PM: Lavie’s Cloud Permutation was the very first one of his books I did the cover for, as well as the whole design. It was through PS Publishing, who published it. I remember I liked the title a lot, it had a very beautiful, mysterious and at the same time rigorous, almost scientific sound to it. So it was a simple job coming at me from the publisher – I did not know Lavie or his work prior to that – but also a rare opportunity to provide the cover art on top of the graphic arrangement. I ended up making all of Lavie’s PS books, including the one for Osama, which eventually got way more attention than I was expecting, especially being such a simple cover. Sometimes, like in Osama or The Violent Century, I aim for a more iconic, synthetic image of something that we might pompously call the “zeitgeist” (the blind violence of Al-Qaeda—which pre-dated ISIS—on the former’s cover, the artifacts of total war that form this mutant, hideous entity on the latter’s); sometimes I go for specific details or descriptions in the text, as in the covers for Martian Sands or the Gods books. But apart from Lavie’s books, I must state that Nick Mamatas’ The Last Weekend, for instance, was a blast to make (providing me the very rare opportunity to make a homage to one of my favourite films, Philip Kauffman’s remake of The Invasion of the Body Snatchers) and I was very satisfied with the whole look and finishing of Kathleen Ann Goonan’s Angels and Dogs and Rosanne Rabinowitz’s Helen’s Story.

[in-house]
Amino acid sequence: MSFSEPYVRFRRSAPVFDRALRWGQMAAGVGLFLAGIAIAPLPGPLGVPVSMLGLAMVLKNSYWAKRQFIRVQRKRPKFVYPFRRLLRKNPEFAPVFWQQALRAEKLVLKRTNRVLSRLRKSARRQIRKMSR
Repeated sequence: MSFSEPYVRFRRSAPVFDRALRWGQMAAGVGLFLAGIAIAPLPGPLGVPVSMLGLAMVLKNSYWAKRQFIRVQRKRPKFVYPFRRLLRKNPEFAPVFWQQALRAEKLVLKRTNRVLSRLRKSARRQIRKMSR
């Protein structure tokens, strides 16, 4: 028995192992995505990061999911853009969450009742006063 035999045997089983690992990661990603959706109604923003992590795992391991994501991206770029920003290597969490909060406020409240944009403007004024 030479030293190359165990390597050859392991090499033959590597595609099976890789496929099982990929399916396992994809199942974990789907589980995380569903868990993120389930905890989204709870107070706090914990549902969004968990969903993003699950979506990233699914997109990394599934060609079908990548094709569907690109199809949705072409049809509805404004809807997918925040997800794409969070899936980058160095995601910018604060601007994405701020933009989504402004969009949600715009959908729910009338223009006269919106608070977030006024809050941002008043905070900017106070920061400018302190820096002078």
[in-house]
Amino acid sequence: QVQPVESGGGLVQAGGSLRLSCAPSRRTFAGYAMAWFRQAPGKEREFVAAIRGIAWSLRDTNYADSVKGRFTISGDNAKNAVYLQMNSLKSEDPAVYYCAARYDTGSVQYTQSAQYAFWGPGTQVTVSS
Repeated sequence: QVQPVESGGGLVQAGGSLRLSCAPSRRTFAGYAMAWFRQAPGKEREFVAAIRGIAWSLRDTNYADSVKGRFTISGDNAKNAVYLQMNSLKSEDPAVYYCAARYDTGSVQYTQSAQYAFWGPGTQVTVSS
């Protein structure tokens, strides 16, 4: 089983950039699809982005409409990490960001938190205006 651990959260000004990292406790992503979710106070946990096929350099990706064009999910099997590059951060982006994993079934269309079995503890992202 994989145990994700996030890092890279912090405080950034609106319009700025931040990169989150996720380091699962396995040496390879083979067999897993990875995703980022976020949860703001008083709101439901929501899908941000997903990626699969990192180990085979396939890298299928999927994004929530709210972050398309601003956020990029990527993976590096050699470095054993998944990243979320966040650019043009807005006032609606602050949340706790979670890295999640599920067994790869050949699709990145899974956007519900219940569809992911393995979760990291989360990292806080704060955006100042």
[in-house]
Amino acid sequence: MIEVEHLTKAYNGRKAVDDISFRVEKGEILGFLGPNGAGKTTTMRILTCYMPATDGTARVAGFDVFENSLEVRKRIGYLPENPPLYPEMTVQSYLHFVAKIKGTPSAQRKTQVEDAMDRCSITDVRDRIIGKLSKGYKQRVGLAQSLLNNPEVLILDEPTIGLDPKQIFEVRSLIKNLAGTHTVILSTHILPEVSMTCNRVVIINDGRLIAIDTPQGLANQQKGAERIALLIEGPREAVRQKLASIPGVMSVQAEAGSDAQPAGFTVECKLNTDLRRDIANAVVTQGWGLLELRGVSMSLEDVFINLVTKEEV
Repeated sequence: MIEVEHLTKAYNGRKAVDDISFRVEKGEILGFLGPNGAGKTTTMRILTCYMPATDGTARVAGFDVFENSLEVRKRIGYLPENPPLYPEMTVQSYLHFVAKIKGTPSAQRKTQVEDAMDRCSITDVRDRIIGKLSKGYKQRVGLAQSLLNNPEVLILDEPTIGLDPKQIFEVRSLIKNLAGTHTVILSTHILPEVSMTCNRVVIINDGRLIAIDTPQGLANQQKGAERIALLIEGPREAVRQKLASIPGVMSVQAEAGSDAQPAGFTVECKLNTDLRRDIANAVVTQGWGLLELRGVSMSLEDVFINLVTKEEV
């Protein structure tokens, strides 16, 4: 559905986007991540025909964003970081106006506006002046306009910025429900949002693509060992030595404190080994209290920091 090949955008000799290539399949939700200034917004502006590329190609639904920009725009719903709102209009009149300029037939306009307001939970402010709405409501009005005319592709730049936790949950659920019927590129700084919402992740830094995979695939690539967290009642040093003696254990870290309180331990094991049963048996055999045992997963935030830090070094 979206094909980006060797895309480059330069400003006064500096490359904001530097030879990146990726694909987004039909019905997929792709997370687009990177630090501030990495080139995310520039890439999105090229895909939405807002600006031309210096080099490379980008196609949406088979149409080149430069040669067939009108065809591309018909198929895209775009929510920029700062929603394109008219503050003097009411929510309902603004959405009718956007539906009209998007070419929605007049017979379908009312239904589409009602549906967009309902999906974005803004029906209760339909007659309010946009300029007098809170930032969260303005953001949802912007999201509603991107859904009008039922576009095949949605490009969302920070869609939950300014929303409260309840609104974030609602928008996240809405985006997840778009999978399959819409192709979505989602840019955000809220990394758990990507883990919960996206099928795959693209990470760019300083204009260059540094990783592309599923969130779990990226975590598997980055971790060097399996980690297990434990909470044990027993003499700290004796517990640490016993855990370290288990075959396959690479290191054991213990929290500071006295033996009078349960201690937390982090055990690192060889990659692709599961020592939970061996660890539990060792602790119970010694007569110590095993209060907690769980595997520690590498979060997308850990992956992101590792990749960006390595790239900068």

ASM: Having myself worked in the arts for many years (I even did some graphic design for theatre and dance companies at one stage), I noticed references in some of your work to stuff from the past, such as constructivism, and even 1960s hippy rock posters – I may be wrong, of course, but please tell us more about influences.